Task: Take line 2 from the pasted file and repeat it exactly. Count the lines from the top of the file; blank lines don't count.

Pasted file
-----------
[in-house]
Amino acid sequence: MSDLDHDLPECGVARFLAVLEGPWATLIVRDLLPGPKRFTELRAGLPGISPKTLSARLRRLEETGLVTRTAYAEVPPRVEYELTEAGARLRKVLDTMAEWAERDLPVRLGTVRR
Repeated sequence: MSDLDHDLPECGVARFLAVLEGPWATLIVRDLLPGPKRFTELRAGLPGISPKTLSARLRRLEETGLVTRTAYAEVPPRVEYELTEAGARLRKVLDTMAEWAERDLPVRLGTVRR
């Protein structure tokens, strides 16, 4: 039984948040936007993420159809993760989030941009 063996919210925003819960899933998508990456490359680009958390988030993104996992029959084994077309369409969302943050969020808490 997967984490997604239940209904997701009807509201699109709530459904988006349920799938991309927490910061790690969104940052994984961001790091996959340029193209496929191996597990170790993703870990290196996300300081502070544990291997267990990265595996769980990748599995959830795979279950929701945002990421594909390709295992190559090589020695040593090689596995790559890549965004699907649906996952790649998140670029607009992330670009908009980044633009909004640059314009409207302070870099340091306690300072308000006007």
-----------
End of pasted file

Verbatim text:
Amino acid sequence: MSDLDHDLPECGVARFLAVLEGPWATLIVRDLLPGPKRFTELRAGLPGISPKTLSARLRRLEETGLVTRTAYAEVPPRVEYELTEAGARLRKVLDTMAEWAERDLPVRLGTVRR